Benjamin and I both stayed awake until his blood draw last night. He asked to read my journal entry to pass the time, but couldn’t get beyond the first sentence. I think “dripping” was the word that made him turn away. Regardless, the boy was beyond brave during the blood draw. He fell asleep shortly after, and I stayed awake to finish a novel and get the results. At 1am, I learned his methotrexate levels were 0.69, well above the 0.4 needed after 48 hours to be cleared for discharge. The next draw would be at noon today, and he’d need to be below 0.1.
As late as it was, I had such a hard time falling asleep. I missed Michael, and I missed my bed. I wrapped myself up in the Remission Scarf and finally drifted.
I was awakened from a deep sleep some hours later. Jackie, my absolute favorite night nurse, was rubbing my arm, telling me she was supposed to give Benji a dose of Lasix because he was exceeding their protocols for input vs. output ratios. Basically, he hadn’t peed enough. I came out of my grogginess and asked her to please wait on the Lasix. I grabbed a urinal and woke him up. He peed aplenty. There. Balanced. I was so thankful to have been woken; one less intervention needed.
Soon after we woke for the day, Benjamin felt nauseous. I requested Marinol, and he vomited as soon as he swallowed the pill. The nurse brought him another tablet, and his dose of IV Kytril. Soon, all was well again. He was excited because our sweet friends and neighbors were coming for a visit, and bringing Banyan with them.
While we waited, I showed Benji that Jackie had updated his Beads of Courage during the night shift. A bead is given for each act of bravery throughout treatment (surgeries, doses of chemo, nights in the hospital, etc.). We strung them together and hung them in the room near our prayer flags. So far, not counting the little cubes that spell BENJAMIN, he has 160 beads.
Benjamin’s “Hour 60” blood draw happened as our friends were parking in the All Children’s garage. He was so brave, again, and it was over just before they walked in. Their visit brightened Benjamin’s day like few things could. In addition to being like sisters, these girls live next door, so it was like they brought a little bit of Clematis Street over the Skyway. We talked, we played, we ate lunch, and we showed them around 7 South. It was all so wonderfully normal.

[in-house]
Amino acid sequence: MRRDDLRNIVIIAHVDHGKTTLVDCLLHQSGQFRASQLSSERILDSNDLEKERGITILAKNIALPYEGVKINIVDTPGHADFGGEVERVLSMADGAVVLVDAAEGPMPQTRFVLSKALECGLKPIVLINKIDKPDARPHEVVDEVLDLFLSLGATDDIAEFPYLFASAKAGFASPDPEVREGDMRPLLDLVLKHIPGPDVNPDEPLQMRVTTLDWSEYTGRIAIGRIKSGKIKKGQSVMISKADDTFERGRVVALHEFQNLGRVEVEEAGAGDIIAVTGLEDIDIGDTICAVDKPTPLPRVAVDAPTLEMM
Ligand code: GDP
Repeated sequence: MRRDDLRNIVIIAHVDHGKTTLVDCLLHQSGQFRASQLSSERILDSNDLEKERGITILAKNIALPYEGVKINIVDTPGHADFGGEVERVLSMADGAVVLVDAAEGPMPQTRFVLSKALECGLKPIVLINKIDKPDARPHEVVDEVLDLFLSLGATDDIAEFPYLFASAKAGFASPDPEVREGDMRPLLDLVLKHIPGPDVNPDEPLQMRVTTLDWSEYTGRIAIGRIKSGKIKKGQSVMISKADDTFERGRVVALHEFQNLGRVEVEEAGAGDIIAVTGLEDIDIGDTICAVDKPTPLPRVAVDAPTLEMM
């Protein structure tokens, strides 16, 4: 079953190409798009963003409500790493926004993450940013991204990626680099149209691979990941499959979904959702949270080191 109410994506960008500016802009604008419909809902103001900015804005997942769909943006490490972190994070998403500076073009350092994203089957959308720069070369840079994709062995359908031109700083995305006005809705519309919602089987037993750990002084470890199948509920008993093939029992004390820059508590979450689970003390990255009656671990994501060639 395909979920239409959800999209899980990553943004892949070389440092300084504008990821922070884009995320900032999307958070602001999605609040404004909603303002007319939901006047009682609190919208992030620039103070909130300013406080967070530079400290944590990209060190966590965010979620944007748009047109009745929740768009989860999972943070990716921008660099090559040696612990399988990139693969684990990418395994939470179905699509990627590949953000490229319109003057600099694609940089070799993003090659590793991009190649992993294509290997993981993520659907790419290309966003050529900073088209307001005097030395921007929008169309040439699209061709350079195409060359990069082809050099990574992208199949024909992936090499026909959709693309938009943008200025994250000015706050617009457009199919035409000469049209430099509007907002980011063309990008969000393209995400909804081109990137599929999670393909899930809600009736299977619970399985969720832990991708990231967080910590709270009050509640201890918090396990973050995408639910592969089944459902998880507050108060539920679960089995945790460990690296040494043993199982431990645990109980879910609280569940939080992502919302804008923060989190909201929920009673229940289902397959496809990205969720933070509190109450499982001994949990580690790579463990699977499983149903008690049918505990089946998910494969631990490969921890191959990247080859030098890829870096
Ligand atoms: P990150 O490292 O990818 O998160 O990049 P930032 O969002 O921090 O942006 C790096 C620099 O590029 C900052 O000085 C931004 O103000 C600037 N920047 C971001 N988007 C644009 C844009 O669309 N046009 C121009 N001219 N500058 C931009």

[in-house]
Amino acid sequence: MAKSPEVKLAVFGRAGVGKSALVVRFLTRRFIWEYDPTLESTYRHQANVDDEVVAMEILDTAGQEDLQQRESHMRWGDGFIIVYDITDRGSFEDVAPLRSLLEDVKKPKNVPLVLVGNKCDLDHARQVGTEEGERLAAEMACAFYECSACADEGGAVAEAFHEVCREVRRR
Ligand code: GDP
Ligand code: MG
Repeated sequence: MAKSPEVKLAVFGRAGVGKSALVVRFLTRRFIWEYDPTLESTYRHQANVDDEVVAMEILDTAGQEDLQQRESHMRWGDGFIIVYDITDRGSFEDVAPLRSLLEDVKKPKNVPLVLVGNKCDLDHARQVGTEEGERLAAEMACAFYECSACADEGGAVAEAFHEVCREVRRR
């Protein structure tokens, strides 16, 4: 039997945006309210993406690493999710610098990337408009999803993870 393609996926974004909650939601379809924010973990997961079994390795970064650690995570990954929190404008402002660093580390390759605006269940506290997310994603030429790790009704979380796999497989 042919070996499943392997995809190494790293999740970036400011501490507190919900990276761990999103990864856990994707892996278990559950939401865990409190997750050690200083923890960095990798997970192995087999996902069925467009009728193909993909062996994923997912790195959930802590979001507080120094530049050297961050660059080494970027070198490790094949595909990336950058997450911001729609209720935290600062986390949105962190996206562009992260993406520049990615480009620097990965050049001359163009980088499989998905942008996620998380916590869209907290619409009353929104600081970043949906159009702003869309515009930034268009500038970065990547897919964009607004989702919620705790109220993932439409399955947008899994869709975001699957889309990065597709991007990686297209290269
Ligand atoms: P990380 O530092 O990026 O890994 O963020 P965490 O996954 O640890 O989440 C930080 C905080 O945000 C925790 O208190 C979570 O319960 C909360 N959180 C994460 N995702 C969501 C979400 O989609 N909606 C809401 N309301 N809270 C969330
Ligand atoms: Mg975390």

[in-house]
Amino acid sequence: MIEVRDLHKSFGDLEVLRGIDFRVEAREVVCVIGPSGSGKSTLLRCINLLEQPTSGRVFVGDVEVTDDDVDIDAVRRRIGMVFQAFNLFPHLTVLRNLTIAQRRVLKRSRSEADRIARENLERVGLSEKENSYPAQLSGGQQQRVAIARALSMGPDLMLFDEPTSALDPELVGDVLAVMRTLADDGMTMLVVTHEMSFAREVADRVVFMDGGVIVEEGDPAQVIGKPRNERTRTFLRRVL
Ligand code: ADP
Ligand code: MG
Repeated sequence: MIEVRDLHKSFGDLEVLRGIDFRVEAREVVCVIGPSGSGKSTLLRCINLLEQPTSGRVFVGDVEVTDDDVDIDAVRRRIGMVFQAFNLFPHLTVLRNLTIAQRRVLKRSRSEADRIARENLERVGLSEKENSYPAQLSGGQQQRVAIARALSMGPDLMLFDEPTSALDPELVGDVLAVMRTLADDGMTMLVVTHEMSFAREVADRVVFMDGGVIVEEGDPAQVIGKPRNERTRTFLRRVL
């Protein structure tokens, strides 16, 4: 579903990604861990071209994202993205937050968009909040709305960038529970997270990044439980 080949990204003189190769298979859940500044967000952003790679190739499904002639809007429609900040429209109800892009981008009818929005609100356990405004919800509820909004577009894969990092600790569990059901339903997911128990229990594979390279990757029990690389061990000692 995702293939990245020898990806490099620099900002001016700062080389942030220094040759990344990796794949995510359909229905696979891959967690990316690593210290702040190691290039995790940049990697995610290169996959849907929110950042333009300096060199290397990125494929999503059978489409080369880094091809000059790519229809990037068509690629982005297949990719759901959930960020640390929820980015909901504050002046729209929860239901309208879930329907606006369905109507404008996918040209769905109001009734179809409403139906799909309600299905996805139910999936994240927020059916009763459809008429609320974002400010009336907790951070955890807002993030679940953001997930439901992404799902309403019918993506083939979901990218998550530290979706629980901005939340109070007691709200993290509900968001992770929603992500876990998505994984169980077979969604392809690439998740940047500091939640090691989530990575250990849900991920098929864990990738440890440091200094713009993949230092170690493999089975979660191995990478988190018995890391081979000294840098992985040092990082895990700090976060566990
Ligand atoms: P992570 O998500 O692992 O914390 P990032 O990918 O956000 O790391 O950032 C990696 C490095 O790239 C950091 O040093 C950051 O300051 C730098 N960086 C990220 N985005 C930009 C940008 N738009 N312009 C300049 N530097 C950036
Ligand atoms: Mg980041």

During our visit, we got the results of Benjamin’s Hour 60 draw. It needed to be below 0.1, and it was 0.18. We’d be staying another night.
Banyan stayed with us after our friends left. They picked out a movie and we had some quiet time before Michael arrived. Dr. Grana came in, and we discussed Benjamin’s discharge, which we hope will happen in the morning.
Michael arrived after work with a huge smile and huge care package from our friends in Atlanta. We explored its super fun contents, grabbed a bite from the cafeteria, and played trivia. I took a long shower. The acoustics in there are superb.
Benjamin’s Hour 72 blood draw happened just before midnight. I’ll find out soon if we can leave in the morning, or if we will wait until noon for another draw. I am still fighting the sadness of missing home, but here, next to Benji, in the quiet, it is morphing into a kind of nostalgia for this place we are about to leave.
I remember Dr. Oshrine saying we’d look back at Benjamin’s treatment with a “strange fondness.” I understand what he means. This may be our last night here for a long time, and despite the conditions which brought us here, it’s become a second home. We know the language. We know how to operate the IV pole and take our own vitals. We know what time of day the rainbow maker spins, and how long to heat the water in the microwave for tea. We know where to find salt and pepper, sugar and straws, tape and scissors, towels and crayons. We know nearly every nurse, clinician, volunteer and custodian on the floor. We have built relationships here. We have built memories here. Strange, fond, proud memories.
Still, we’re ready to be home.